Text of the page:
A whirlwind of activity, bittersweet goodbyes and the anxiety of moving and traveling, of wanting it to be over. My nest is my comfort zone. Even though five boxes have been shipped and many things sold and packed, there are still the odd bits that have not been sold or packed. It seems impossible to finalize the departure. The flat is stripped and unwelcoming. I decide I will throw myself upon the mercy of the Rugundas, where I will be with my close friends, comfortable and welcomed in peace and friendship.

The day comprises back-to-back appointments and meetings. One important stop is at my favorite hair salon, whose signage proclaims it is “for women only” and offers every sort of hair removal one can imagine. It is a smallish hole in the wall in the Equatoria Hotel mall of shops and is run by an Indian woman who has a blasé attitude but runs a tight ship. Water is heated in a hot pot, and it seems as if two of the employees are always late. They don’t seem to mind being admonished, and are soon chatting and laughing softly in luganda.

Next to drop off a package at Albert Cook Library and my neck-hanging device as a donation to The Surgery. I present the latter to Dick Stockley, who can’t let me get away without a number of “English sense of humor” wisecracks. I meet Chris Conte for a late lunch. We talk about the hardship side of this work in which, at some point, one feels worn down and in need of rest. He is looking forward to his family coming out next week for safari in Tanzania.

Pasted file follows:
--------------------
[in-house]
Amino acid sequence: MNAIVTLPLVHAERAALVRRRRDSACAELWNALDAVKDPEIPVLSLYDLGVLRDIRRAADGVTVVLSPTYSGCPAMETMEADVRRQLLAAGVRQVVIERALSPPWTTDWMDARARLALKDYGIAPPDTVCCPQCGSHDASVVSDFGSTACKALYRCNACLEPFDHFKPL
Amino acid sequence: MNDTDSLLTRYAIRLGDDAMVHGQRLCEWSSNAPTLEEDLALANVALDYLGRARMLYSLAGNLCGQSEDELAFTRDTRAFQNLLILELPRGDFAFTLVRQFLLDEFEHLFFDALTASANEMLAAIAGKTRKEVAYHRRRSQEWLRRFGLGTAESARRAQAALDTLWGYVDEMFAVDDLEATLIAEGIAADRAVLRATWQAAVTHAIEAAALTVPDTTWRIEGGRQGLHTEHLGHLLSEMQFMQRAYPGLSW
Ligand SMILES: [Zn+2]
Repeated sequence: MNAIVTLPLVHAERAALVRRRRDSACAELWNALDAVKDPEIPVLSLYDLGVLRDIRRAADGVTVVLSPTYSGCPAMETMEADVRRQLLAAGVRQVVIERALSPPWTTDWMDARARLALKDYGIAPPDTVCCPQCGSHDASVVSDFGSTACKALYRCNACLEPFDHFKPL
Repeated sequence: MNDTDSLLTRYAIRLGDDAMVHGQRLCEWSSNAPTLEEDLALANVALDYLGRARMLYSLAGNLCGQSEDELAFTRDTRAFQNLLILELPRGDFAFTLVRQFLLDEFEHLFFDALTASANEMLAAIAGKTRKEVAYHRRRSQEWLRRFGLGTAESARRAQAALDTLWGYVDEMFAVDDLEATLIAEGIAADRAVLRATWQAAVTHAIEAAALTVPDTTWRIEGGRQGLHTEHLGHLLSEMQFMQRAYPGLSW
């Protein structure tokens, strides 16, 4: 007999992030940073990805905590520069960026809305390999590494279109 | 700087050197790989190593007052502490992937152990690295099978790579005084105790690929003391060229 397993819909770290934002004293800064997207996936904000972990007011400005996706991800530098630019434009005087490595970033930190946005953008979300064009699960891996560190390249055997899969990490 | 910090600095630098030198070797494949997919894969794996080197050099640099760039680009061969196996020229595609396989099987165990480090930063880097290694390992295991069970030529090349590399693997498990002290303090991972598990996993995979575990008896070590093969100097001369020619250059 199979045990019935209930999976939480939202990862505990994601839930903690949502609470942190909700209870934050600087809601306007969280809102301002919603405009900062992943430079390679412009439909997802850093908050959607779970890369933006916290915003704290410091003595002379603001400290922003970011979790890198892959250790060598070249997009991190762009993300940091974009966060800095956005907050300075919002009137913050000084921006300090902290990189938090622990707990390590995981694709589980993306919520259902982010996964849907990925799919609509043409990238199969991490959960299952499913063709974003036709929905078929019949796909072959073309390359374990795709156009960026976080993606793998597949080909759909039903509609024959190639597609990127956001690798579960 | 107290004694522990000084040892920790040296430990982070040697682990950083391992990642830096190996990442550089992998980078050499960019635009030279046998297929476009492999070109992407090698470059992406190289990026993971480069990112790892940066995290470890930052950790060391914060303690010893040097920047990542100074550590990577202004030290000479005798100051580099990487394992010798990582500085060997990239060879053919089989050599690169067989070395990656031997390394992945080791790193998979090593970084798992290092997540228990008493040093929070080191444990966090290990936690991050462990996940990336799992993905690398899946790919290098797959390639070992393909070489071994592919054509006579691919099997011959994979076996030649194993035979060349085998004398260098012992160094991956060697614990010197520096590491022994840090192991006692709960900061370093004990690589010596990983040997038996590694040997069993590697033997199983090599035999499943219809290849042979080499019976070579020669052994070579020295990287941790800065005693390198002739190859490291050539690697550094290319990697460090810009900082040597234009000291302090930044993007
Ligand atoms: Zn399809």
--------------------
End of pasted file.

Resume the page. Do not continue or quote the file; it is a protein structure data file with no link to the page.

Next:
Back to the flat, which is still cluttered with chattel, and an immediate departure for the University Guest House to meet with Daniel. He has brought me a lovely painting, a wire gecko sculpture for Owen, and necklaces for Melanie and Paula. We talk about the cultural differences that can inform MedlinePlus African tutorials. For example, the word “laziness” in the nutrition tutorial in the works was criticized by the NLM side. The Ugandans use the word to describe someone (and there are far too many) who are too unmotivated to raise a healthy garden but just grow matooke. We talk over a strategy for employing references in order to make the case for what we believe will speak to Ugandan people in the village. Ian Munabi stops by briefly, and it is good to see him, back from Europe and a thesis defense.

Sitting at chairs and tables on the lawn outside the Guest House is so pleasant. The Dean and I meet for an hour, drink a glass of wine together, and discuss the errant student, the various activities of the year, and how we will continue to carry on collaboratively. It is a good discussion and a good way to leave the University. Shortly, Christine arrives with Rugunda‘s car and two police. I throw the rest of my stuff into suitcases, and we drive into the night, headed for Lubowa.

Jocelyn and Rugunda and their lovely home and staff all cushion my worries. In true salon fashion, a young surgeon stops by, followed by Allen Kagina, Jocelyn’s sister and head of revenue authority (Uganda now only depends on foreign aid for 30% of its budget). We talk about the Karamajong, one-week surgical clinics around the country, and the Obama campaign.

It is 9:30 p.m. when I depart with my hosts for a party in Muyenga. What might seem like too much for a long day was actually a great diversion with interesting people. I find out from an authority on the subject just how good my real estate investment is, and hear the life story of a self-made man who had a scholarship to Oxford in the 60s and has played a role in inventing and reinventing Uganda. A real entrepreneur whose next venture is a tea plantation in Kabale (in a collaborative effort with the founder of Good African Coffee (www.goodafrican.com).
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